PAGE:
Arizona Sen. John McCain died Saturday at the age of 81.
The lawmaker revealed last July that he had been diagnosed with brain cancer, and just this past Friday announced he would discontinue treatment for the disease.
McCain's family said in a statement that while he "surpassed expectations for survival" for the aggressive glioblastoma, "the progress of the disease and the inexorable advance of age render their verdict."
"With his usual strength of will, he has now chosen to discontinue medical treatment," read a statement from McCain's family. "Our family is immensely grateful for the support and kindness of all his caregivers over the last year, and for the continuing outpouring of concern and affection from John's many friends and associates, and the many thousands of people who are keeping him in their prayers. God bless and thank you all."
At the time, McCain's daughter, The View co-host Meghan McCain, wrote on Twitter that she and the rest of their family are grateful for "all the love and generosity" shown to them throughout McCain's illness.
"My family is deeply appreciative of all the love and generosity you have shown us during this past year. Thank you for all your continued support and prayers. We could not have made it this far without you - you've given us strength to carry on," Meghan McCain wrote at the time.
The Republican continued his Senate duties as best he could from his family home in northern Arizona, but was unable to cast Senate votes by proxy or in absentia.
Days after McCain underwent a craniotomy to remove a blood clot above his eye last summer, he was diagnosed with stage 4 glioblastoma.
"I greatly appreciate the outpouring of support - unfortunately for my sparring partners in Congress, I'll be back soon, so stand-by!" McCain tweeted a message of hope and humor following the announcement.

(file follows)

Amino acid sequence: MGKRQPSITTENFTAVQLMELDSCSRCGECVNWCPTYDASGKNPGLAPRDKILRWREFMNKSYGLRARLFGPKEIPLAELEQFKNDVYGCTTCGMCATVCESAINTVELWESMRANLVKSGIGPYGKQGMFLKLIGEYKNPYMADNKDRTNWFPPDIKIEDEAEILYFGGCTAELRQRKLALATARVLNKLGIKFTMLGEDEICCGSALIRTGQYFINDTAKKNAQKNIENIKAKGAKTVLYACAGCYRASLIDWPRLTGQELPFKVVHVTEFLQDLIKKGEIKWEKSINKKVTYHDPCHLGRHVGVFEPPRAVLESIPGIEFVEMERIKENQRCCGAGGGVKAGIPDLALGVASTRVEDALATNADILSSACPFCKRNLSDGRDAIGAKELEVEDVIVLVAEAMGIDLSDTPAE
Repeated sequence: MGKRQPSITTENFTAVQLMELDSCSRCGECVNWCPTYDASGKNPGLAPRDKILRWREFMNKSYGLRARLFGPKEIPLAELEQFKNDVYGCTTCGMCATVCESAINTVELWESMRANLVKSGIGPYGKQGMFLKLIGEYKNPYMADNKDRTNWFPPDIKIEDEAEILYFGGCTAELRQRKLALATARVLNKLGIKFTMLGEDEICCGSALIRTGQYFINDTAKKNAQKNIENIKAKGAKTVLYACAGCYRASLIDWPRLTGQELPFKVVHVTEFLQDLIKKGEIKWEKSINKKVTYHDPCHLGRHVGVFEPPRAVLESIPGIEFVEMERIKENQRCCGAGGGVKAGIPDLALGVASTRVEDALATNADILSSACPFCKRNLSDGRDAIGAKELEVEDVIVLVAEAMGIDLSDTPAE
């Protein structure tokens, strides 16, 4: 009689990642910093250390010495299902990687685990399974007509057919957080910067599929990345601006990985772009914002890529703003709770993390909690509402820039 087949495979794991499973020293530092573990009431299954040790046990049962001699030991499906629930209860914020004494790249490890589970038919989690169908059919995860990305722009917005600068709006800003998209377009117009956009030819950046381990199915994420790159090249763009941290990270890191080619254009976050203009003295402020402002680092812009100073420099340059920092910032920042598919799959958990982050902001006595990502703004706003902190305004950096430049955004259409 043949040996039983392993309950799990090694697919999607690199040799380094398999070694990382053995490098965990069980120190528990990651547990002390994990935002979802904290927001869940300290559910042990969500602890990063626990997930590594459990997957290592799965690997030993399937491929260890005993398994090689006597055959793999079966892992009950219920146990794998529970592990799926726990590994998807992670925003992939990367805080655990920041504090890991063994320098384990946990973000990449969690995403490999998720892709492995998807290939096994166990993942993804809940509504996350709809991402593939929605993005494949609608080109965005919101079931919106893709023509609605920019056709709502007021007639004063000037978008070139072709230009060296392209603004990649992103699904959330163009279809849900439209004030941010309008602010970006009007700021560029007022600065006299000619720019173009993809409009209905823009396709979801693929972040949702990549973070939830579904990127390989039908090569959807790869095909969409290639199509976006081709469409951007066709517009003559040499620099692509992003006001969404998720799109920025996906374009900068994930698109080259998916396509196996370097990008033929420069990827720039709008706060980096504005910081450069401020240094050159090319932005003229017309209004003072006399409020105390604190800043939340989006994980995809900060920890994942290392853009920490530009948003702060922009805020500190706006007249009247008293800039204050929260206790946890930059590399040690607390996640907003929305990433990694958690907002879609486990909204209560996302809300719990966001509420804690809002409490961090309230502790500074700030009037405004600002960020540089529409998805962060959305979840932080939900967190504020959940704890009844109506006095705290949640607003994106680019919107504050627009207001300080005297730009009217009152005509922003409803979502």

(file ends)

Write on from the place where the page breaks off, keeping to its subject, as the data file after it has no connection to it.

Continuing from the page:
McCain was receiving treatment at Walter Reed Medical Center in Bethesda, Maryland. In December, the politician was hospitalized following complications related to his cancer treatments. His condition, his office said, stemmed from "normal side effects" of his ongoing therapy, which included one round of chemo.
Meghan McCain began an emotional discussion about her father on The View in December, and received some comforting words from former Vice President Joe Biden, whose son Beau died of glioblastoma in 2015.
"There is hope, and if anybody can make it, your dad… her dad is one of my best friends," Biden told McCain and viewers. "The thing that I found, and Beau insisted on, and your dad's going to insist on, is you've got to maintain hope. You have to have hope."
McCain was first elected to the United States Senate in 1986. He then went on to run a pair of presidential campaigns in 2000 and 2008. In his last campaign, he partnered with Alaska Governor Sarah Palin. Though he lost both presidential elections, he continued to work in politics as an Arizona Senator from 1987 until his death.
McCain also actively worked on a memoir, to be shared in 2018.0comments
"I've been a small bit of American history, so I think if there's something on my tombstone, it'll be 'He served his country,' and hopefully you add one word, 'honorably,' " McCain told PEOPLE.
"I've made a lot of mistakes. I've lost races. I've caved into what seems to be the easy way out and wasn't. There's nothing to be sorry for. I have nothing but gratitude for a life fully lived, and you can't ask for anything more than that. And you can't deny that I am the luckiest person that you will ever talk to," he said.